The SEIU’s front group, “Campaign for Quality Services,” is clamoring for “the right to sick days and training” for school food-services workers. Never ones to let a crisis go unexploited, SEIU sent its members to lobby in front of Chicago public schools last year and scare parents into supporting their labor agenda. They accused the school system of “putting our kids at risk” during flu season by resisting the SEIU’s sick day coverage demands. “Without sick days, I can’t take a day off, so I have to bring germs to school,” an SEIU janitor lamented.

Along the same lines, they are casting food-services workers as indispensable saviors. The union has rallied behind p.r. efforts casting them as superheroes “serving justice, and serving lunch.” Opposing the union means opposing children’s health. SEIU propaganda features New Jersey school cafeteria workers like Leslie Williams of Orange, N.J. lamenting: “I love my work, but it’s getting harder to prepare nutritious meals on the low budget we’re working with…It breaks my heart to see a child who’s hungry. As I see it, part of my job is to make sure the kids are well-fed.”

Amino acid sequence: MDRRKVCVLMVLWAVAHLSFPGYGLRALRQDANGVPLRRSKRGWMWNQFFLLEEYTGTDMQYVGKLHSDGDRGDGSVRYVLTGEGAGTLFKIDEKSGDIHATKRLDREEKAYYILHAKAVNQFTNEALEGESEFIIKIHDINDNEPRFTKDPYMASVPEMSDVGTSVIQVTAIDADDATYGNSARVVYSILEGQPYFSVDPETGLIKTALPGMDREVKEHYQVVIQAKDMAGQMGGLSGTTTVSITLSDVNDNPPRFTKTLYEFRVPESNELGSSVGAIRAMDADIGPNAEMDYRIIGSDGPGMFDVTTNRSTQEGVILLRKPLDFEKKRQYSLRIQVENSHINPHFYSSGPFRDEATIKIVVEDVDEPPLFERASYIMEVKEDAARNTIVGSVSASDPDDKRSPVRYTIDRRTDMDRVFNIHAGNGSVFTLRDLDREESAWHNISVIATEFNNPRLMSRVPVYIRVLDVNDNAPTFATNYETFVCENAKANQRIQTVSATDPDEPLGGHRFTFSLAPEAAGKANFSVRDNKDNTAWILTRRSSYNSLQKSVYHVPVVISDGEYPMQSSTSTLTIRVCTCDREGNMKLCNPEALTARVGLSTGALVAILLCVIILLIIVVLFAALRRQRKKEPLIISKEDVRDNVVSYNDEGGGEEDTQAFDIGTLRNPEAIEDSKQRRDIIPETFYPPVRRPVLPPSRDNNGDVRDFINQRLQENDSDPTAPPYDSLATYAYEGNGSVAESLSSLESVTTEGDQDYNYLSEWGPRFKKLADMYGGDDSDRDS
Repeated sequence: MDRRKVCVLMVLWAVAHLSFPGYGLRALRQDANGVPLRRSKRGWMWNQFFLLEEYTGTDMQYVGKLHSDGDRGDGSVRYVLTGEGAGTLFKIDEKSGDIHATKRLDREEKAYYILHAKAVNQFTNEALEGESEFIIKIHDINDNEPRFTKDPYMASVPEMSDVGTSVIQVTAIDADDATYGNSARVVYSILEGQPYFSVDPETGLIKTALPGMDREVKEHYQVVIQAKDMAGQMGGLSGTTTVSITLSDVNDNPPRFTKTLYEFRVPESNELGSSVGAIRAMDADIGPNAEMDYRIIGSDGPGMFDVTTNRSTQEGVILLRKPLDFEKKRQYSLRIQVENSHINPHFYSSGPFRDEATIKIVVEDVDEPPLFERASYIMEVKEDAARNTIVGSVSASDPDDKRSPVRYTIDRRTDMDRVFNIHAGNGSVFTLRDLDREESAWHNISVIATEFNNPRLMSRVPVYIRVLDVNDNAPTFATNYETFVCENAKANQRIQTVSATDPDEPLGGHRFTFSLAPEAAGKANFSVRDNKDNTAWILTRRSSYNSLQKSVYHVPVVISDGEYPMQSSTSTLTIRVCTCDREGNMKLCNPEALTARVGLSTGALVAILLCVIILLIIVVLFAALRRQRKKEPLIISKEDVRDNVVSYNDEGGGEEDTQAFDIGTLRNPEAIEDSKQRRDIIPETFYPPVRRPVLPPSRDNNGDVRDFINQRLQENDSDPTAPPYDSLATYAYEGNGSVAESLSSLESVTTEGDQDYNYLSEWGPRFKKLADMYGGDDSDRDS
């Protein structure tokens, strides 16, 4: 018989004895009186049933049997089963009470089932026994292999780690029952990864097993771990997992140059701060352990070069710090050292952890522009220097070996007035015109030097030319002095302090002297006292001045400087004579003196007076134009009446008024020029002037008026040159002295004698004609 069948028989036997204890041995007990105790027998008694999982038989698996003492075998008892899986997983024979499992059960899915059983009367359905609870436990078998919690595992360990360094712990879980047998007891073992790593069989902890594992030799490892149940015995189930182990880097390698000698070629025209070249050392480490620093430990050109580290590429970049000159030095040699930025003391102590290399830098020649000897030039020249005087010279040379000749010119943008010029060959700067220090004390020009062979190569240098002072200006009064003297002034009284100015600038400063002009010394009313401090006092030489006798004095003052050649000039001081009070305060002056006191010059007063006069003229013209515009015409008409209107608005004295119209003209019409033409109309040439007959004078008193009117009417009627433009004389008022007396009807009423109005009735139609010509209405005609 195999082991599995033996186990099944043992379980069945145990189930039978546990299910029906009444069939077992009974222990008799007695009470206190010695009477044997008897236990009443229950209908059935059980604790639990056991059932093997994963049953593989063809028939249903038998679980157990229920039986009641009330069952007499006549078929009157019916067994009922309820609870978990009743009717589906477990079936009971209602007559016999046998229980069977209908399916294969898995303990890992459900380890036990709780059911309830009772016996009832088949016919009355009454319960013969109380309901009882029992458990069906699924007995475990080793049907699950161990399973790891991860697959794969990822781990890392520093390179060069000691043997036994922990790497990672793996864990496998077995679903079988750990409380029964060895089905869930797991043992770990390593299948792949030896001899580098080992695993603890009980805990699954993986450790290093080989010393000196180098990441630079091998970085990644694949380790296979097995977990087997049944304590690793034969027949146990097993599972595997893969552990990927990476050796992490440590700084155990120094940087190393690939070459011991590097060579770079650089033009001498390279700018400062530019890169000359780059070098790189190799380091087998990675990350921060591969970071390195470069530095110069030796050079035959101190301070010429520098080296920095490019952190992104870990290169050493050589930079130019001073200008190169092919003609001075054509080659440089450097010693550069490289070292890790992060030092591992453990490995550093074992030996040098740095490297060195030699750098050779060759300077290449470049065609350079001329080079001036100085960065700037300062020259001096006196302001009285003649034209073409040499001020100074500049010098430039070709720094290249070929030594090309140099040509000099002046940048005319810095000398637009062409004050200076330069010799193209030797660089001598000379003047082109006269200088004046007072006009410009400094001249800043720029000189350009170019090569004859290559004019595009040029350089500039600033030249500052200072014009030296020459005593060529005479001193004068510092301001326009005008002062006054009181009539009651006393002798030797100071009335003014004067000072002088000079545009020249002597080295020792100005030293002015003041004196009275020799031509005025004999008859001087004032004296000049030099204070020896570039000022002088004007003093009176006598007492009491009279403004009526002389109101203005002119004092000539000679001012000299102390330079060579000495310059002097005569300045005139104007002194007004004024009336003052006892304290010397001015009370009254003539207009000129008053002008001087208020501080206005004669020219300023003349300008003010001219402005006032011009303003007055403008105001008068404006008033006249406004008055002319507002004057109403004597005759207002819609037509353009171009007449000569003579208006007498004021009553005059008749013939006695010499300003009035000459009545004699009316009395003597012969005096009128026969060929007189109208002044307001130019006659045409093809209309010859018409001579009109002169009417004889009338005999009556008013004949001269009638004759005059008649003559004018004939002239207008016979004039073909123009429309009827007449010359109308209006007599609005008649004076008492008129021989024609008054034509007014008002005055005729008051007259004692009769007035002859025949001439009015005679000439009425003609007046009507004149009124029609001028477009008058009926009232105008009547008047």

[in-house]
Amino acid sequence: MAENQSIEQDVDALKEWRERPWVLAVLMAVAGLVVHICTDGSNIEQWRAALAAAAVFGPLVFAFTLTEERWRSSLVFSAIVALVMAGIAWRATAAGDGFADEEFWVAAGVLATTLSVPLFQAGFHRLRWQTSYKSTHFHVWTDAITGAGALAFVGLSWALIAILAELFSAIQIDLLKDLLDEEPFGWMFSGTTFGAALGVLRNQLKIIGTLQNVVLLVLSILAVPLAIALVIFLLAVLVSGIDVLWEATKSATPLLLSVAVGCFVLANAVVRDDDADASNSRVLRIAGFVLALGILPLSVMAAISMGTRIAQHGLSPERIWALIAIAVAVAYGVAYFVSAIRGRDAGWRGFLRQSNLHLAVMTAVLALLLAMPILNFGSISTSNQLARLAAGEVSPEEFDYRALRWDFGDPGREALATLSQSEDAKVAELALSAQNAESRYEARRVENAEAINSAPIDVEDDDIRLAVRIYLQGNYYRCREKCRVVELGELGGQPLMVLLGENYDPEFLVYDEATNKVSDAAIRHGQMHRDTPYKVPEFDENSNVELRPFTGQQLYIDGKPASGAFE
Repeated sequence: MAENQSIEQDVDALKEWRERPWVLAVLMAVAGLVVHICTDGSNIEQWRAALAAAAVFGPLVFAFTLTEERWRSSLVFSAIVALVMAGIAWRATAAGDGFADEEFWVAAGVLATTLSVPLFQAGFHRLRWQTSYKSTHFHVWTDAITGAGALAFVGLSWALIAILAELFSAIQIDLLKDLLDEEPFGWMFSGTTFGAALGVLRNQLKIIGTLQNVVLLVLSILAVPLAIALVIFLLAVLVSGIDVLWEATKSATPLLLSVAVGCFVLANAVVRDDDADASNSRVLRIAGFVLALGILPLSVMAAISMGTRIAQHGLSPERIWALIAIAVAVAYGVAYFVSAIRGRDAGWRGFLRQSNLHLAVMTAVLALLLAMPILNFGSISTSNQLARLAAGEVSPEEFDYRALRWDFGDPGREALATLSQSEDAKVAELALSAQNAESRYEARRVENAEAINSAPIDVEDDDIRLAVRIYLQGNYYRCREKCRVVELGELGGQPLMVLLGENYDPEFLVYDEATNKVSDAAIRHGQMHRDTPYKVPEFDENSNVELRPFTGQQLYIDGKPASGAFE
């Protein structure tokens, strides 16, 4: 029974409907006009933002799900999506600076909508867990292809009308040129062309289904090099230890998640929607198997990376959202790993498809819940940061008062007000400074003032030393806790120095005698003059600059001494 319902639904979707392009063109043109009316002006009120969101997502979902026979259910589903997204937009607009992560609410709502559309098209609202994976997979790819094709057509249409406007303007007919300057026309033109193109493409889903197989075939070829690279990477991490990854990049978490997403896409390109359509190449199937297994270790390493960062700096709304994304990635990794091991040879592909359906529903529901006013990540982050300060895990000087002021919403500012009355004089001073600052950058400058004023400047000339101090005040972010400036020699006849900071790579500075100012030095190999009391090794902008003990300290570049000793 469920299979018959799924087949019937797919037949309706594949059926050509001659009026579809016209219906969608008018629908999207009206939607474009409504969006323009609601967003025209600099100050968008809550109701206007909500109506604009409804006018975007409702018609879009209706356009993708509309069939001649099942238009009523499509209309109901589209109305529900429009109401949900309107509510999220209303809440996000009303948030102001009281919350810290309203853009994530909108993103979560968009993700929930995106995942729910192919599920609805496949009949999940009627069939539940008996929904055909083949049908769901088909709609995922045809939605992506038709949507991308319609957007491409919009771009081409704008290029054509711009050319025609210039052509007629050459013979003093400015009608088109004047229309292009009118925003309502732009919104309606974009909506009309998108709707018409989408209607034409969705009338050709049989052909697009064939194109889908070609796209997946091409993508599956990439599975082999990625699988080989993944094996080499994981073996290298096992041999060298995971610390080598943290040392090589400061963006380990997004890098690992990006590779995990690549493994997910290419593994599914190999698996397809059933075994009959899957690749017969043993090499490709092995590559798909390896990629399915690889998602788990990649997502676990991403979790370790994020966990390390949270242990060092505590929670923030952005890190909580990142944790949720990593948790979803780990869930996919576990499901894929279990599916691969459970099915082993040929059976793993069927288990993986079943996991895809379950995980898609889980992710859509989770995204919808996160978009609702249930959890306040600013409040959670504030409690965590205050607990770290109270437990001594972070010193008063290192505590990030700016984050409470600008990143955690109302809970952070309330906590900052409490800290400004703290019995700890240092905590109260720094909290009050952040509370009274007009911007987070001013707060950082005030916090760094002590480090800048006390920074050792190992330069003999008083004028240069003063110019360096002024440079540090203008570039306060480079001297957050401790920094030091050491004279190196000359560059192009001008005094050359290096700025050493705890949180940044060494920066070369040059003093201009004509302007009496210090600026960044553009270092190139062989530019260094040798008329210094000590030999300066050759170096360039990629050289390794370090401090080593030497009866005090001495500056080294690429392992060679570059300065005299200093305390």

Actually, that’s the primary job of parents. Mom? Dad? Remember them? But the more responsibility we demand of parents, the less power and influence SEIU bosses are able to grab. Unionized school dietician and nutrition jobs are booming. And in addition to school breakfast and lunch, the SEIU is now pushing subsidized dinner plans and summer food service to create a “stronger nutrition safety net.” Translation: Perpetual employment for big government and its public employee union au pairs.

Cede the children, feed the state.

The message seems to have penetrated — and some Republicans are fighting back against the nanny state: